I Want To Tell You About A Chord That George Harrison Did Not Invent

The skeptical cardiologist has of late been obsessed with a Beatles song. It is the fifth song on the second side of the four mop tops seventh studio album and the third George Harrison contribution to Revolver, arguably the best record album of all time.

With a subscription to Apple Music I can listen to the entire Beatles catalogue now and one day I Want To Tell You (IWTTY) began playing. I hadn’t closely listened to this song before but at 25 seconds in someone begins playing very loudly two notes on a piano and keeps playing them for 8 seconds. The effect is strikingly dissonant but mesmerizing.

It turns out much has been written about this section of I Want To Tell you (along with anything else remotely related  to The Fab Four.)

The two notes are F and E and they are being played by Paul McCartney emphasizing the flattened ninth (and highly dissonant) portion of the chord E 7 b9.

Tim Riley in his Beatles song by song analysis, “Tell Me Why” writes of IWTTY:

The guitar line is central, the backbone for the esoteric lyrics, and the piano’s annoying dissonant figure at the end of each verse disrupts its stability.

The piano conveys the frustration of the singer, and its single-note solo is the peace he wants to attain

I’ve also seen this section described as “creating a frustrated bitonal disonance ( G sharp 7 diminished against E7 or E7 flat 9)

Apparently Harrison:

Lacking formal music training, apart from in his sitar studies…later described the harsh-sounding E79 as, variously, “an E and an F at the same time”  and “an E7th with an F on top, played on the piano”.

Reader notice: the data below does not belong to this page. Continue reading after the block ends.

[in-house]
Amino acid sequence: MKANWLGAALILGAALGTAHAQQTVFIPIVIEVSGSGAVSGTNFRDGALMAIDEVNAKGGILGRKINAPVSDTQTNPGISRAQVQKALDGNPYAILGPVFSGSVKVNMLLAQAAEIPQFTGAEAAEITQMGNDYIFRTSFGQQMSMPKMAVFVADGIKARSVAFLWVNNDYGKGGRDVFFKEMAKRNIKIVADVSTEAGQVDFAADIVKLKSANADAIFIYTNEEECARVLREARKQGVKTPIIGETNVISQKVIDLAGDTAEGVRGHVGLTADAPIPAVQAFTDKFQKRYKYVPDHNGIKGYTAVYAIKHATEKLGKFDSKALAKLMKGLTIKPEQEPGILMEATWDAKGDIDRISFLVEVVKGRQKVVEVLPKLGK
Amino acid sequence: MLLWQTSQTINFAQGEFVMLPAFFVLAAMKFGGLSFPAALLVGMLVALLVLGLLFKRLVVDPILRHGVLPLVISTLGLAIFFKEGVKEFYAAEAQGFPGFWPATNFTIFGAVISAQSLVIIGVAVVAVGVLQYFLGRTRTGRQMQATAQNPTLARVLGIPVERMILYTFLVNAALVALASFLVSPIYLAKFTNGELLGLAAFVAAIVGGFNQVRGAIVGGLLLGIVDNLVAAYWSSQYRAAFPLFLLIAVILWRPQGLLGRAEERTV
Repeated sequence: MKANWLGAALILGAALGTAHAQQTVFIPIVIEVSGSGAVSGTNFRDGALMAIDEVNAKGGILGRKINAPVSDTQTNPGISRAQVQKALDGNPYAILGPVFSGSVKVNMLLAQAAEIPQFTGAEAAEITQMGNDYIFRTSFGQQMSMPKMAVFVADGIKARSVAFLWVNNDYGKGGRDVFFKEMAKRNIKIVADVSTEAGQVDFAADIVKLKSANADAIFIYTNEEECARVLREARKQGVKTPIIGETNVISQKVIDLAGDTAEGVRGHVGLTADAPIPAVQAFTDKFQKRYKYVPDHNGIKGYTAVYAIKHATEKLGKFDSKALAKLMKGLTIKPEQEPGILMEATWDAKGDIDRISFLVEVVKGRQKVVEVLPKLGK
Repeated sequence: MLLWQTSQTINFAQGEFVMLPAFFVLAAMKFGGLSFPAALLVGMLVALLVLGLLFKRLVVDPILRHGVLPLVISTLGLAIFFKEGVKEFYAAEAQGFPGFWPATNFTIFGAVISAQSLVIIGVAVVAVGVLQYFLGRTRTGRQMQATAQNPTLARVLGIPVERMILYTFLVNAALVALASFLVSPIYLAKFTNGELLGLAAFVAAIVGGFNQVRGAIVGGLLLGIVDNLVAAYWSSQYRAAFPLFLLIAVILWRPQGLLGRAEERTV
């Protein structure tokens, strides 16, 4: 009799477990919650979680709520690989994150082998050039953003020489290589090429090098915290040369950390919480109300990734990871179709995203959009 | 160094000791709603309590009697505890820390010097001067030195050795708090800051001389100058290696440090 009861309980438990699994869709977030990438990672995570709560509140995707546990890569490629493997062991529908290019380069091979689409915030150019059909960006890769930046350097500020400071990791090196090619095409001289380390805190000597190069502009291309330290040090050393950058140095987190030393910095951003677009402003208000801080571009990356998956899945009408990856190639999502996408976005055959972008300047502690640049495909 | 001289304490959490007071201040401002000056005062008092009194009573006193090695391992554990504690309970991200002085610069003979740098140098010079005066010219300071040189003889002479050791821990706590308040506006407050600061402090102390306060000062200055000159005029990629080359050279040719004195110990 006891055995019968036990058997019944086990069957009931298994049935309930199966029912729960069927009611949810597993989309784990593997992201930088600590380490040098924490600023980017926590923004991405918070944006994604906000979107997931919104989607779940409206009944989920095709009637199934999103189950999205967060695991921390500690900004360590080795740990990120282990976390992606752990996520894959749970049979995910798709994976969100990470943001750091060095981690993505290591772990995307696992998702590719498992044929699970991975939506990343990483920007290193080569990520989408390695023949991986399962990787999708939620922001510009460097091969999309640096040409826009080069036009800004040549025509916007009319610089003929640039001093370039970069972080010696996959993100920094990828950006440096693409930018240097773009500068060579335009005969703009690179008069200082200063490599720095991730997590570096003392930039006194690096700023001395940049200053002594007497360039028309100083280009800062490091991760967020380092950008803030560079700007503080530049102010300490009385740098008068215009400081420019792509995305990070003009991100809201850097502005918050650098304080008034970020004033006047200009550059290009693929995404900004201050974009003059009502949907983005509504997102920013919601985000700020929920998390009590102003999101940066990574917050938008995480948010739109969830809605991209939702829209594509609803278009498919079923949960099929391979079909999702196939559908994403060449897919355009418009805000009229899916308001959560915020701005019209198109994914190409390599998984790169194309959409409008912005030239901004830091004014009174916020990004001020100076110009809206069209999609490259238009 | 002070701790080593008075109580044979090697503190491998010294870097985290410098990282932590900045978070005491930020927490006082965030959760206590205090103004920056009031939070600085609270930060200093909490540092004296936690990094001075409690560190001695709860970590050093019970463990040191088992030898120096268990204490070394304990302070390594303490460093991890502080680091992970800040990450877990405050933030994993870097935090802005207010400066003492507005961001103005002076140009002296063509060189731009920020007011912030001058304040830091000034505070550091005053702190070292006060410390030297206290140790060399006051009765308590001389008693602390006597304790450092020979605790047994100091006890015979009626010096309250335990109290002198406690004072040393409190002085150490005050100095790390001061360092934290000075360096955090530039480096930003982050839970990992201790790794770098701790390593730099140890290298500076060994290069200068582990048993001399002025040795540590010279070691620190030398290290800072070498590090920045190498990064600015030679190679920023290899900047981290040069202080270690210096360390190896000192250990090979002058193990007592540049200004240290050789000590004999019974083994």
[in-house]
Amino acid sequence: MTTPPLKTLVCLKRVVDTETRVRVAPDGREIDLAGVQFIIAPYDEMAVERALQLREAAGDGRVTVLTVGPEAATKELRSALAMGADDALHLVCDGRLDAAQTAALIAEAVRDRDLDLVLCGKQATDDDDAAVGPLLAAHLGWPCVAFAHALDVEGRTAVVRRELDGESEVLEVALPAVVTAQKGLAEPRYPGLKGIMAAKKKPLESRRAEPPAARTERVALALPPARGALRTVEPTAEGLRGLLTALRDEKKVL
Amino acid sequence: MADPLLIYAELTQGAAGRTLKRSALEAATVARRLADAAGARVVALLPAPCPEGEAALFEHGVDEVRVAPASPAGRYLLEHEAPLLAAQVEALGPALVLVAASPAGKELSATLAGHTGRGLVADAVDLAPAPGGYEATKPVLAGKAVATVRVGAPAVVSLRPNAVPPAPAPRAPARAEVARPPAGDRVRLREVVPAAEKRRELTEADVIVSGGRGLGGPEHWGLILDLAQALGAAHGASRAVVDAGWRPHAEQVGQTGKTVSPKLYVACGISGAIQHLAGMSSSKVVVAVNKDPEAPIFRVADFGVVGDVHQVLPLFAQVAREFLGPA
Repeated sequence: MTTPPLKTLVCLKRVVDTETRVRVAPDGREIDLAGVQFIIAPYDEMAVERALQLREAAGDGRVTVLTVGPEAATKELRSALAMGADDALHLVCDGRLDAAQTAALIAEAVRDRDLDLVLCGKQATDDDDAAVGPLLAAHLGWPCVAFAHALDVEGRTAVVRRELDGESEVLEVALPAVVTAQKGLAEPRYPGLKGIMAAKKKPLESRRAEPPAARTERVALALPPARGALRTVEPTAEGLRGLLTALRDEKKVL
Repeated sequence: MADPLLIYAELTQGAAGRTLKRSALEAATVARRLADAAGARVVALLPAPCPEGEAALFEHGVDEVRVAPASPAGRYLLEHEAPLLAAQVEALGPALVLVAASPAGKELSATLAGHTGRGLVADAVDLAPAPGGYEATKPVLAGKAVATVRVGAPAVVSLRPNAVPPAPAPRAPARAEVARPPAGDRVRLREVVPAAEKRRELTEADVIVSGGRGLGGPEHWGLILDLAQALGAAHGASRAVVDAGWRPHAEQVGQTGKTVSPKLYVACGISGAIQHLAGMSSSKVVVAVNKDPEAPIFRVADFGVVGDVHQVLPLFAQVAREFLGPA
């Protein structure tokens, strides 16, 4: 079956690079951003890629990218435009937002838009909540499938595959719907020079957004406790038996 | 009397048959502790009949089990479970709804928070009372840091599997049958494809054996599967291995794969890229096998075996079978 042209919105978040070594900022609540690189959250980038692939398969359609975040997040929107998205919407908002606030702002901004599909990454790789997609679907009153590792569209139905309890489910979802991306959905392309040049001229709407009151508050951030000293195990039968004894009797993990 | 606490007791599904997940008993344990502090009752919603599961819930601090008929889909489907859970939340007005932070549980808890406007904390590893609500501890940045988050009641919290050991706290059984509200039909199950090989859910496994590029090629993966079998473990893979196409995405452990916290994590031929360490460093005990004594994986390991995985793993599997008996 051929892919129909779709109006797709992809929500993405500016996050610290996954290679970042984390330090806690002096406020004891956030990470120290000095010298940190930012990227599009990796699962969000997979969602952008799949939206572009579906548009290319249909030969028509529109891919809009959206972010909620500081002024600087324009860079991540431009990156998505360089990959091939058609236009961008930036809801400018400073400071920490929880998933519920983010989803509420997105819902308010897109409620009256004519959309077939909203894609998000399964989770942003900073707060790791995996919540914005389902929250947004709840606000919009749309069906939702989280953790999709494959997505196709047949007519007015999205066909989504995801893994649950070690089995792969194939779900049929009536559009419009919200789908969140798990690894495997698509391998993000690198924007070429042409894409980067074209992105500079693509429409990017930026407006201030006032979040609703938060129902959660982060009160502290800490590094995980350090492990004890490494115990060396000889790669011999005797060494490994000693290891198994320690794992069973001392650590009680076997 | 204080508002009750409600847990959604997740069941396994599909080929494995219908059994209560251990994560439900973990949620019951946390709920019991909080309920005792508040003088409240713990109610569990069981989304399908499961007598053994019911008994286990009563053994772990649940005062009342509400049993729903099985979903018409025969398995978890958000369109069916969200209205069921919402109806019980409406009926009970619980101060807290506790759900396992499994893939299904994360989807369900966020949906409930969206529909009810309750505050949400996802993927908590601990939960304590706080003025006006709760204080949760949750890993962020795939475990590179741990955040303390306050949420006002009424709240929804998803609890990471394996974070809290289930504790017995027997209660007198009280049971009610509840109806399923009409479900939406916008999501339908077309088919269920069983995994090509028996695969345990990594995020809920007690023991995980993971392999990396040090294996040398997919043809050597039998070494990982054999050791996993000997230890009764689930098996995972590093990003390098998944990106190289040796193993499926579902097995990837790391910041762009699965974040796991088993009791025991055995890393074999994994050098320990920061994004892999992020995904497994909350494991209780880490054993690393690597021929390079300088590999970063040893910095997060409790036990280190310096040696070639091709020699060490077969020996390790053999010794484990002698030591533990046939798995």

The Wikipedia entry on IWTTY spends considerable time on the significance of the E7flat9.

Writing in Rolling Stone’s Harrison commemorative issue, in January 2002, Mikal Gilmore recognised his incorporation of dissonance on “I Want to Tell You” as having been “revolutionary in popular music” in 1966. Gilmore considered this innovation to be “perhaps more originally creative” than the avant-garde styling that Lennon and McCartney took from Karlheinz Stockhausen, Luciano Berio, Edgar Varese and Igor Stravinsky and incorporated into the Beatles’ work over the same period.

The Wikipedia entry goes on to say that the chord “became one of the most legendary in the entire Beatles catalogue.”

Harrison was deliberately using the chord’s dissonance to create an emotion.”The musical and emotional dissonance is then heightened by the use of E79, a chord that Harrison said he happened upon while striving for a sound that adequately conveyed a sense of frustration.”

“speaking in 2001, Harrison said: “I’m really proud of that as I literally invented that chord.”

 I thought it highly unlikely that George Harrison “invented” (literally or figuratively) the seventh flattened ninth chord but had no way of checking the accuracy of the Wikipedia quote (from Guitar World magazine.) or the context. Was Harrison that musically naive, was he joking or did he mean something else?

Later that day I sat at my Kawai baby grand piano and began playing songs from The Encylopedia of Jazz.

One of my favorites from this book  is Satin Doll (written in 1953 by Duke Ellington and Billy Strayhorn) and as I was playing it I realized that it was loaded with  flattened ninths. There’s a D7flat9 when the word Satin is sung. These chords make the song more complex and memorable.

Next I played my favorite song in this Jazz book i “Lullaby of Birdland” (music written by George Shearing in 1952) which features two 7flat9 chords (F# and B7) in the second measure (played with the words “that’s what I.”)  Later on in the song we are treated to 7flat 9 in D and the chord that George Harrison claimed to have literally invented E7b9.

Here’s Ella Fitzgerald singing it with Duke Ellington

So a cursory review reveals that the chord was being utilized a lot in 1953 (and that I have a special attraction to its complexity.)

Perhaps Harrison can claim he was the first to appropriate the chord in rock and roll music? Alas, we know that an F#7b9 is prominent in the Beach Boys’ Caroline, No which was released in March, 1966, 3 months before the Beatles released IWTTY.